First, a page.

|POT||662, 531.8, 304||627.4, 499.3, 165, 23.54||3.0||1.1|
|POAS||707, 506, 282,||680, 410, 144, -5.91||3.0||1.0|
|PEOA||563.4, 374.4, 100.5||401.1, 262||3.0||0.8|
The charging and discharging on 30 monolayers containing polyanilines LS films were performed in 0.01M HCl as shown in Fig.6. Polyanilines can be charged completely nearly a time period of 15 minutes. Whereas, the discharging in HCl can be seen as soon as there is short circuit and the potential decreases sharply for the first instant but remains constant for a period of one hour as shown in Fig.6b. It could be seen that in the electrolytes containing aqueous media, it is difficult to handle such charging and discharging phenomena.
Figure 6a: Charging effect for 30 monolayers LS films of polyanilines such as (1) PANI, (2) POT, (3) POAS and (4) POEA deposited on platinum in 0.01M HCl. Figure 6b: Discharging effect of 30 monolayers of (1) PANI and (2) POT films in 0.01M HCl media.
In fact, the amount of charge stored in PANI is more than the other class of substituted polyanilines. In the substituted polyanilines the substituents brings the hysteric hindrance which decreases the conductivity and charge storing capacity. So we decided to see the charging and discharging phenomenon in widely used electrolytes i.e. LiClO4/PC. The films composed of thirty monolayers of the polyanilines deposited on platinum was used for the charging and discharging effect. It was first seen that the charging of the battery at 3.0 V showed the un-stability in the voltage value as shown in Fig.7a. The unstability in the storage of the charge could be explained due to the overoxidation of the polyaniline at 3.0V in LiClO4/PC electrolytes. So, we waited for three days to see the remaining voltage in the battery, which was found to be nearly 1.0V. Later, the battery was charged at 1.0 V for fifteen minutes. The self discharge was tested for three days and an interesting phenomenon was observed. The voltage value was rising for certain amount of time till it came to a saturation value of one volt. The charging and discharging of the cell containing each polyanilines, aluminium and 1M LiClO4/PC electrolytes were performed, since there is a reversibility of the electrode process in such electrolytes . So, the doping charge is also enhanced and saturates with time as shown in Fig.7a. The discharging of the battery was performed by using a resistance of 1 M and Fig.7b showed the constant drop of voltage for a period of one day. The charging and discharging processes of PANI LS films were shown to be same for 10 cycles. Further, works are in progress to test the charging and discharging cycles of such battery.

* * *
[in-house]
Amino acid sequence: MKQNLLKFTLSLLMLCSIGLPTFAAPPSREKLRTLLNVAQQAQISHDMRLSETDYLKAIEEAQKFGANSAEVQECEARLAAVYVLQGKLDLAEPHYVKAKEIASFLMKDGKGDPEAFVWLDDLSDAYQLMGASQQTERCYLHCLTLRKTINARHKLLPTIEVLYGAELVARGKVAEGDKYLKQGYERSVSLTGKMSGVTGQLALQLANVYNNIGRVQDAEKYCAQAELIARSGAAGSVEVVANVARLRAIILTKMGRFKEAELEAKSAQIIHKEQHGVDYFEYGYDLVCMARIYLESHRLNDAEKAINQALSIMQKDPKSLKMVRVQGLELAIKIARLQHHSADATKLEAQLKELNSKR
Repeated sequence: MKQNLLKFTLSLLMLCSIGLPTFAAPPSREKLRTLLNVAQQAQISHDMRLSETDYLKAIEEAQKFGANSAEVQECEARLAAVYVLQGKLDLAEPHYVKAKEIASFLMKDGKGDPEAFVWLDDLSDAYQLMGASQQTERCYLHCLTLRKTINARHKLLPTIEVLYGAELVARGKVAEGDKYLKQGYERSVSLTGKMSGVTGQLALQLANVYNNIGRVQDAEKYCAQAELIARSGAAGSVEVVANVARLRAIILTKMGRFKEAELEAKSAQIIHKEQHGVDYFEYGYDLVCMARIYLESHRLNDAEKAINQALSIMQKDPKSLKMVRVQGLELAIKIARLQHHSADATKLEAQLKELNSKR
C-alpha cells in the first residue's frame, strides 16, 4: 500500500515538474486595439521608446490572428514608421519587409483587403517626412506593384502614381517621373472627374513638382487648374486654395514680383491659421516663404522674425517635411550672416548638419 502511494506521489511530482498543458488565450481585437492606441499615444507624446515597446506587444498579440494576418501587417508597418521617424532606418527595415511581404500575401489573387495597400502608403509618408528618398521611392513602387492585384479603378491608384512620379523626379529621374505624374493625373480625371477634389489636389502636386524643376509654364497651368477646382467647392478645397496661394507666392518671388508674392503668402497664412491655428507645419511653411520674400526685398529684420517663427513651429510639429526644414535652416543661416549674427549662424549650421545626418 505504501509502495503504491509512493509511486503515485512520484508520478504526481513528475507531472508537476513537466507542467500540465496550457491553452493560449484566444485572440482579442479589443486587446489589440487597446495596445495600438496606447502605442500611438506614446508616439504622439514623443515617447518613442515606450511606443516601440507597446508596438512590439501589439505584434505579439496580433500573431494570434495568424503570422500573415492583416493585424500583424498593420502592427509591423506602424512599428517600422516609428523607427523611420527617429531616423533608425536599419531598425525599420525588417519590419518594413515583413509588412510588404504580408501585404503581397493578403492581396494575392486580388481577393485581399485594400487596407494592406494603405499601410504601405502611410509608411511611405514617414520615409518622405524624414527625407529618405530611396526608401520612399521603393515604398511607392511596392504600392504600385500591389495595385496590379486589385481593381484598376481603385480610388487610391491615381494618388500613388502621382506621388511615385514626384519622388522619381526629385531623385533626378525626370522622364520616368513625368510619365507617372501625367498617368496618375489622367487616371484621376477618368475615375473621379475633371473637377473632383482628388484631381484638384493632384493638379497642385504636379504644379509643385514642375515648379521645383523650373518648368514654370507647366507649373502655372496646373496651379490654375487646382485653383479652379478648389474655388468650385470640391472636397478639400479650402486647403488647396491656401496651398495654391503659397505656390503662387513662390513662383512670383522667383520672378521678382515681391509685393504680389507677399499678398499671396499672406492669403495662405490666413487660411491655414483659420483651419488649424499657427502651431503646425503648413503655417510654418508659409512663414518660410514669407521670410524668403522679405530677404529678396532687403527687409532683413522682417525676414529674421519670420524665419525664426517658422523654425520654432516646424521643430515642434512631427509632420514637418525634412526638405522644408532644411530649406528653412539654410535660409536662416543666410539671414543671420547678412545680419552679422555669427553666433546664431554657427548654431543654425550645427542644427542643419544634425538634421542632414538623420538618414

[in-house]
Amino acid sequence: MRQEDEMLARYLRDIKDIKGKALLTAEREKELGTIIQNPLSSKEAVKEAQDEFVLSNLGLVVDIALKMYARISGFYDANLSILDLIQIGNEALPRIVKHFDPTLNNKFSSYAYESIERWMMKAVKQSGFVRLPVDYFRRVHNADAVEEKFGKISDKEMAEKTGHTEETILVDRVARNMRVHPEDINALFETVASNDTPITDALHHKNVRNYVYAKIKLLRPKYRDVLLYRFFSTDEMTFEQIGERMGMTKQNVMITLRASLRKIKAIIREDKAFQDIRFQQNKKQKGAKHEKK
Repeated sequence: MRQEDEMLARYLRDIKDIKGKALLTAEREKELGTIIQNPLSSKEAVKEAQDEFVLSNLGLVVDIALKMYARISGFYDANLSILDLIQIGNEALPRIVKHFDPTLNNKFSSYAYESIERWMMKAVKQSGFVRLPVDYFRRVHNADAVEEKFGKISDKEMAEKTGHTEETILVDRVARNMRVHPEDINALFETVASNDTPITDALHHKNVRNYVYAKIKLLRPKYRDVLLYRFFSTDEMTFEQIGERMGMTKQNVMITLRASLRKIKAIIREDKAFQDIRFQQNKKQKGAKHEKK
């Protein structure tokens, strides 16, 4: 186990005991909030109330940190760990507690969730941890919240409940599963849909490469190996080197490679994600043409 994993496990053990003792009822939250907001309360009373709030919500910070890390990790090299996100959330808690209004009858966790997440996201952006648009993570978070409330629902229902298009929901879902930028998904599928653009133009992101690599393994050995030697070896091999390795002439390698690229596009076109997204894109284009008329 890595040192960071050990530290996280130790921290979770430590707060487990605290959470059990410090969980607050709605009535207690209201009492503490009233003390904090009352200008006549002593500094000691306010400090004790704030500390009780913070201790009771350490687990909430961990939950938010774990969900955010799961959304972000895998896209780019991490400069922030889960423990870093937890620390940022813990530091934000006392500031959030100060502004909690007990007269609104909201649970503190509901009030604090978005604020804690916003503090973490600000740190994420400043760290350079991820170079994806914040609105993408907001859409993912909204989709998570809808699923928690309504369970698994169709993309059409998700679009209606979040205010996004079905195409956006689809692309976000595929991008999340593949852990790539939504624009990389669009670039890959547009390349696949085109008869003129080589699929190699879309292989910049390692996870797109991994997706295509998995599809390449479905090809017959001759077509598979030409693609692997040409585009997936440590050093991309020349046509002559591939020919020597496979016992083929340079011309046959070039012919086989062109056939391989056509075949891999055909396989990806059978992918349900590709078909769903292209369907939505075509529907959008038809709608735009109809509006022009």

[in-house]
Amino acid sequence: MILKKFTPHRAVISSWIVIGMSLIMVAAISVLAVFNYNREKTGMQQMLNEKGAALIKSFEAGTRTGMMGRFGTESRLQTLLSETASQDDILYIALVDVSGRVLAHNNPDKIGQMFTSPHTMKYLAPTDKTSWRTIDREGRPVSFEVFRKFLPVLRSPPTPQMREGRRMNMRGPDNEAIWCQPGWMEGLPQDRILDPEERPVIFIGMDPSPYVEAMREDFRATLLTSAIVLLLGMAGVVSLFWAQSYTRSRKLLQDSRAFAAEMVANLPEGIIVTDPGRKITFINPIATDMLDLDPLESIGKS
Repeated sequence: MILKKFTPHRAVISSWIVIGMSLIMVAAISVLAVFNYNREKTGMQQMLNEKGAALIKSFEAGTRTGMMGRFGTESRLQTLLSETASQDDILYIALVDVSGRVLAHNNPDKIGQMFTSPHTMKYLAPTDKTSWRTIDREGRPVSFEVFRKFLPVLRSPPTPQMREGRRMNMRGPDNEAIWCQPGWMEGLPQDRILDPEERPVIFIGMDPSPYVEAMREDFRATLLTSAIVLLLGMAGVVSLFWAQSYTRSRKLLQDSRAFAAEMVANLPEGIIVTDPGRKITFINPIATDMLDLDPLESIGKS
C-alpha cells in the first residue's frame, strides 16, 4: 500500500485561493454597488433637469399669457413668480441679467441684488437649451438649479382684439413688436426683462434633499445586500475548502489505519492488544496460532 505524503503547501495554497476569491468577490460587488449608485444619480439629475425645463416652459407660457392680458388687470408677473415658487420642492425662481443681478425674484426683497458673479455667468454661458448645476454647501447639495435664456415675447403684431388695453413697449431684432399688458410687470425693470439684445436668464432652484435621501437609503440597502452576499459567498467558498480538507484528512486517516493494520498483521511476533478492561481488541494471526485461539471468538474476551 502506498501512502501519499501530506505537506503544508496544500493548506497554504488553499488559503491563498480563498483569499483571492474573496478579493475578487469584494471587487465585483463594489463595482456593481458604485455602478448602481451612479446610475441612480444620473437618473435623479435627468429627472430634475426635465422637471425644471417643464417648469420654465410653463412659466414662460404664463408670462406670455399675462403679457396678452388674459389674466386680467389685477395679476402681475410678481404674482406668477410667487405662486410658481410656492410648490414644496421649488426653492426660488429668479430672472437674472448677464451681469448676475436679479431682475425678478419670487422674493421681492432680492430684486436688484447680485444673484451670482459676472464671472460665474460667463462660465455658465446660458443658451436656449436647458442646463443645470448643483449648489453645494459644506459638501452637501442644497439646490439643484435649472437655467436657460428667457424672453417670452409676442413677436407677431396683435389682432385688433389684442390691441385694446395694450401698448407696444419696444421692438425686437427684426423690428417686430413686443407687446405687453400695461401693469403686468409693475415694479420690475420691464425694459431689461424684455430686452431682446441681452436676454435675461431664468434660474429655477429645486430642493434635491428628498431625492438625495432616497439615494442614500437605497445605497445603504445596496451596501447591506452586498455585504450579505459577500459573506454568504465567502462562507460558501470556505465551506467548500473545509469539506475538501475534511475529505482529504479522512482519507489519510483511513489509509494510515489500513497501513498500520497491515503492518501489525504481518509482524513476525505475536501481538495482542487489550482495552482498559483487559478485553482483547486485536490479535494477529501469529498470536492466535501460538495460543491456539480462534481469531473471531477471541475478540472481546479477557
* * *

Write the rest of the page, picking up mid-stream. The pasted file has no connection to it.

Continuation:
Figure 7a: Charging effect for 30 monolayers LS films of deposited on platinum in LiClO4/PC electrolytes with Al as another electrode.